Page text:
How Marriage Affects Bankruptcy
Posted on Monday, May 11th, 2015 at 2:06 pm
At Lawrence & Associates, our bankruptcy attorneys deal with a lot of bankruptcies that come at the same time as a marriage or divorce. Many Northern Kentucky residents find that they either want to get rid of debts before they get married (often to avoid affecting the other person’s credit), or find that their debts become overwhelming following even the most amicable and fair divorce. In this post, we will talk a little bit about how an upcoming marriage can affect the filing of a bankruptcy.
Wedding Bells and Bankruptcy – What You Should Know
One of the questions we get asked most often at our Fort Mitchell, Kentucky office is whether a bankruptcy should be filed before or after the couple gets married. Generally, the concern is that getting married will somehow make the other spouse responsible for the indebted spouse’s debts. We’ll deal with two scenarios: one in which both spouses-to-be are indebted and need to file bankruptcy, and one in which only one spouse is indebted and needs to file.
First, let’s assume both of the soon-to-be married couple both have an avalanche of debt and both require bankruptcy. In that instance, it will usually make sense for the couple to get married before filing. First, a married couple only has to pay one court filing fee and one attorney fee, so the cost of filing is cheaper. Second, in both Kentucky and Ohio, all bankruptcies – regardless of whether they are Chapter 7 or 13 – require all household income to be listed. (This information helps determine whether you can file a chapter 7 or a chapter 13, and also how much a payment in a Chapter 13 will be.)
Therefore, an engaged couple in the same household is treated the same as a married couple when household income is taken into consideration. It would be rare that an engaged couple would want to file separate bankruptcies before getting married, but that might be wise if: a) the couple lives apart, b) at least one qualifies for a Chapter 7 while living alone, and c) when the engaged couple combines incomes, it would force them into a Chapter 13. In that case, filing separately would allow the spouse with the Chapter 7 to get in and out of bankruptcy quickly, rather than being in the bankruptcy for three to five years. However, this involves a means test calculation and the means test is complex. We do not recommend that you do this without an attorney.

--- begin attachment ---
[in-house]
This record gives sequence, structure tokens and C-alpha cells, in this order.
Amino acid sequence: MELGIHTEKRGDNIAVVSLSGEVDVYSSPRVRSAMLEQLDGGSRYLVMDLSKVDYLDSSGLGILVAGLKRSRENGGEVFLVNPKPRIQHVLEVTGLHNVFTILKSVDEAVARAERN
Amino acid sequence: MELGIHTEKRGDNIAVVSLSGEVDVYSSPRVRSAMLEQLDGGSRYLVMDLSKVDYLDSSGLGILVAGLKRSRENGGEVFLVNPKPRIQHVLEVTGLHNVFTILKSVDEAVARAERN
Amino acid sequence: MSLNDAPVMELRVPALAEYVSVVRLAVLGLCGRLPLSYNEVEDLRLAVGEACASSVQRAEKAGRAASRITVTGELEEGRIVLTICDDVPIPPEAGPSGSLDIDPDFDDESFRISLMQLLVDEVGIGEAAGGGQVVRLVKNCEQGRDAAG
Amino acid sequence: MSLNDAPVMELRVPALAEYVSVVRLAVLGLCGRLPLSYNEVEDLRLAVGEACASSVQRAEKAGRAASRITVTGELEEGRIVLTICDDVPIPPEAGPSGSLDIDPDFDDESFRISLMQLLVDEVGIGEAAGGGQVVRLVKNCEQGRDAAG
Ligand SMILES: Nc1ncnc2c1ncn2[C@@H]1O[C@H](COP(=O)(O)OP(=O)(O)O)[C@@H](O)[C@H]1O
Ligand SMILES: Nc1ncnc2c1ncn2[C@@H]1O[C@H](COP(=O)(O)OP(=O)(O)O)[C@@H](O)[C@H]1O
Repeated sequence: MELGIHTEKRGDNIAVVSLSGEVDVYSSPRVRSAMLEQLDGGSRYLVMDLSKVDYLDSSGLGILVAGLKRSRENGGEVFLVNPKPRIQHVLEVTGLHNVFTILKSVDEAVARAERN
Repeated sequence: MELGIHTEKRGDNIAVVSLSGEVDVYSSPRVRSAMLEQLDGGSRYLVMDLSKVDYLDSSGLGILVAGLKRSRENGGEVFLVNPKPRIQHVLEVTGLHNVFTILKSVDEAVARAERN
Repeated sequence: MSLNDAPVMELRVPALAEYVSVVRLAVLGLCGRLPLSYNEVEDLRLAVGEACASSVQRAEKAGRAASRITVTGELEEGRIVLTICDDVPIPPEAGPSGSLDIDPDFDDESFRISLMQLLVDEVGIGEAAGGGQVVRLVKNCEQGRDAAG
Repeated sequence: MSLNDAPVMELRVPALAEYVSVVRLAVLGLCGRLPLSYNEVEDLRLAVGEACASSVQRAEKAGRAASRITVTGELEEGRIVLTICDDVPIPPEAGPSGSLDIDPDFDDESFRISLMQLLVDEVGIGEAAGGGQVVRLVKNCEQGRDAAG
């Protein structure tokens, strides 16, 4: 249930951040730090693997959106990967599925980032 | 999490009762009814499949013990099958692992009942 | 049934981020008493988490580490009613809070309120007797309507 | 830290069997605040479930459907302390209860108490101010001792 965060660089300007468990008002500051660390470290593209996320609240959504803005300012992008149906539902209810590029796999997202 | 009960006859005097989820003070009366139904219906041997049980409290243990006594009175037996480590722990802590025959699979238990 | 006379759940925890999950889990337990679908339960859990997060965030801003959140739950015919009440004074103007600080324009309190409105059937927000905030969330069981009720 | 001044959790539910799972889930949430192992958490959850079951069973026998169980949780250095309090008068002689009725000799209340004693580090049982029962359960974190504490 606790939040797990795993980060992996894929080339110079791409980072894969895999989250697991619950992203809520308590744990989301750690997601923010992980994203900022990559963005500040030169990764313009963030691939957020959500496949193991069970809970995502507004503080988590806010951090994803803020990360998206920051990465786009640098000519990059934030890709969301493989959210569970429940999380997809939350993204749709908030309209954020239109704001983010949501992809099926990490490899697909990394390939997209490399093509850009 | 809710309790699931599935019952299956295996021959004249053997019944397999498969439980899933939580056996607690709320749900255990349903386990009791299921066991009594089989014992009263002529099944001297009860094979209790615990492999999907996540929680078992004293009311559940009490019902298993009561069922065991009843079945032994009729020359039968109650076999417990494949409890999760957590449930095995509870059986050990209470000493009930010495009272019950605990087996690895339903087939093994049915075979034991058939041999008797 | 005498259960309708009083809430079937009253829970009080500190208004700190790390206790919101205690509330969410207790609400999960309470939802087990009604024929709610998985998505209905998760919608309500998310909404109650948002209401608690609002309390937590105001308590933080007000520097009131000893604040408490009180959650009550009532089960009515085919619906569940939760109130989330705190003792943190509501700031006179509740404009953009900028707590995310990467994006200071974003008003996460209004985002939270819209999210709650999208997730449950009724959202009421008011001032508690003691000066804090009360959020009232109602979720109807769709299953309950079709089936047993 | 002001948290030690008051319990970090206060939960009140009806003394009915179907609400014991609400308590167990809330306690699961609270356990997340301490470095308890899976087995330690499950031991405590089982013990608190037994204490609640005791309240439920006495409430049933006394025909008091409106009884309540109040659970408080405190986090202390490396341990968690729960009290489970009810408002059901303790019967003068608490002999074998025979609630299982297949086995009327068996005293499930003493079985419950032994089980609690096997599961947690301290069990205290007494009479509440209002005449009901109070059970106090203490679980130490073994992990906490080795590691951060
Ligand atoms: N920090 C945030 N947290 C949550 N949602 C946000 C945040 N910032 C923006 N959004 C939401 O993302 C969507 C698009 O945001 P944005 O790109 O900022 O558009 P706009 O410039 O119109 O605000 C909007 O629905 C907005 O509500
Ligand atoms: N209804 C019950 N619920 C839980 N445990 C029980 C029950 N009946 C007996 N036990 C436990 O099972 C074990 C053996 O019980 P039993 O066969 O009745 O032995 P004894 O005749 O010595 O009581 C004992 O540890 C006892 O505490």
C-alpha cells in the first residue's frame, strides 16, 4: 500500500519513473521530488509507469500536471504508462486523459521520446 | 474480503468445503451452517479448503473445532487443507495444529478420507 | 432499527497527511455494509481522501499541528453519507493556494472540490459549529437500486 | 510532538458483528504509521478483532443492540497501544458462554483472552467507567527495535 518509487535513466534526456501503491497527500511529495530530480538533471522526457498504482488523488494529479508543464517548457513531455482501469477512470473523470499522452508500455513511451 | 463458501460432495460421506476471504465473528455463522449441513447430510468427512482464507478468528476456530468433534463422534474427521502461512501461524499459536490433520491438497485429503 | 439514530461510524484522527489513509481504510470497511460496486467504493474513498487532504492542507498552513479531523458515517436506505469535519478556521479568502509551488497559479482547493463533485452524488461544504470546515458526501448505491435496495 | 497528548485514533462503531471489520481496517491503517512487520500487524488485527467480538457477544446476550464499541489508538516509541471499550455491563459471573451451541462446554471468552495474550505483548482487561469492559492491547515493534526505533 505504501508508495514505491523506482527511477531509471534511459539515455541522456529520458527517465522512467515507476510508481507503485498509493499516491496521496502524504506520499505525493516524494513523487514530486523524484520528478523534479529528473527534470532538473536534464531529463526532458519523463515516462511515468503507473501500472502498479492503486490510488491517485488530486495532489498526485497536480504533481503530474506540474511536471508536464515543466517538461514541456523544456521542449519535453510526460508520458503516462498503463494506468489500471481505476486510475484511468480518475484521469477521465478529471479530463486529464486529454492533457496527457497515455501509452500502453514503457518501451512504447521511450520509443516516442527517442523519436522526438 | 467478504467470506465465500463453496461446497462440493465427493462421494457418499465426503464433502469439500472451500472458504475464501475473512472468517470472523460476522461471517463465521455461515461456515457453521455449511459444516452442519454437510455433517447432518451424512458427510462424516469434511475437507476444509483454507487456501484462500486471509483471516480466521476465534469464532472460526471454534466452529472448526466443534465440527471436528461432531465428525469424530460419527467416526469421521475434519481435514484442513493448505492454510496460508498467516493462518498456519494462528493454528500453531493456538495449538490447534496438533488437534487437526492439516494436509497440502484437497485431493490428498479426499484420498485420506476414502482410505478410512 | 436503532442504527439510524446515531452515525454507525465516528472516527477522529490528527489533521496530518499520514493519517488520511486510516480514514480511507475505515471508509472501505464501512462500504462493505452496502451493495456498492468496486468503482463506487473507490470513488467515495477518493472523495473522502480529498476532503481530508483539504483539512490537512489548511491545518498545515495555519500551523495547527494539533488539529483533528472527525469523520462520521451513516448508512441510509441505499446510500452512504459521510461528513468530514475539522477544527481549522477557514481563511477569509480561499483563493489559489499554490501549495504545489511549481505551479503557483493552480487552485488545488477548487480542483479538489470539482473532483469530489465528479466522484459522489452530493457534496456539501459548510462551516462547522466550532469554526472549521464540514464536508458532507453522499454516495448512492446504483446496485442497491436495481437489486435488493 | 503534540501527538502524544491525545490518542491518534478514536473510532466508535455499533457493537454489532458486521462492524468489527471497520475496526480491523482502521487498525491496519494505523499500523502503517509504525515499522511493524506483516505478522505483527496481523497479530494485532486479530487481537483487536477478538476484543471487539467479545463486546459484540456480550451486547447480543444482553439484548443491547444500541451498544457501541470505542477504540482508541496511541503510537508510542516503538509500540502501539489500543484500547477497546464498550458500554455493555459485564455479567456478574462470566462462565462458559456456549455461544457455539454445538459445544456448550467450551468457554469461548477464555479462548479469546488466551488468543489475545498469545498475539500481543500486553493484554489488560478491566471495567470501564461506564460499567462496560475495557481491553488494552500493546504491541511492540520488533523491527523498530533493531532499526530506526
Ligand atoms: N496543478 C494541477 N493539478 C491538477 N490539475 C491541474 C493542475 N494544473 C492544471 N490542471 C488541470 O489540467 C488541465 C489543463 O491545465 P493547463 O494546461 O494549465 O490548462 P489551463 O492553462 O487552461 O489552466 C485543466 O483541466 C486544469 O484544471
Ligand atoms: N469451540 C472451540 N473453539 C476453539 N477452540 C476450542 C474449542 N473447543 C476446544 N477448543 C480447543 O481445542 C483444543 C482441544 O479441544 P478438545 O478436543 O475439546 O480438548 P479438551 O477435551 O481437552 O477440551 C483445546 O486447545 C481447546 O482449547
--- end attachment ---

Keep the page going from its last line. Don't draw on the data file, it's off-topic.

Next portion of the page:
Next, let’s assume only one person has a lot of debt coming into the marriage, while the other person has very little debt. The second person may not need a bankruptcy, although the first might. The analysis changes very little from the first scenario. If only one person is filing, the fees and costs will be the same regardless of whether that person is married or not. There is still no change in household income based on marriage; rather, the court looks at whether the two people are co-habitating regardless of marriage. One of the biggest concerns voiced is that the partner without the debt does not want his or her credit affected by the bankruptcy. However, in Northern Kentucky and Greater Cincinnati, the courts will not require the non-filing spouse’s social security information on the bankruptcy documents. Therefore, the non-filing spouse’s credit will not be affected by the bankruptcy. Just like in the prior scenario, the toughest question is for spouses-to-be who don’t live together before marriage. In that situation, an experienced bankruptcy attorney should determine whether moving in together will change the type of bankruptcy you can file.
Marriage Equality and the Supreme Court
At this time, same-sex couples are not allowed the right of marriage in either Kentucky or Ohio and therefore do not get the benefit of filing together. They do not get the cheaper filing rates of opposite-sex married couples, although the rules regarding household income are the same. The United States Supreme Court is currently considering this issue, so that rule may change. If so, we’ll update this blog in a different post to reflect that change.
Get Legal Advice to Prepare for Bankruptcy Before You Make Any Life Changes
There are still a few free lunches in the world. One is in the form of a bankruptcy consultation. When Lawrence & Associates does a bankruptcy consultation, we do not charge you or ask you to sign a contract. If you decide to retain us, you can do so at a second appointment or at the first, whichever you choose. We take pride in representing Northern Kentucky and Greater Cincinnati couples and helping them achieve a debt free future. If you are getting married and have questions about bankruptcy, please give us a call today!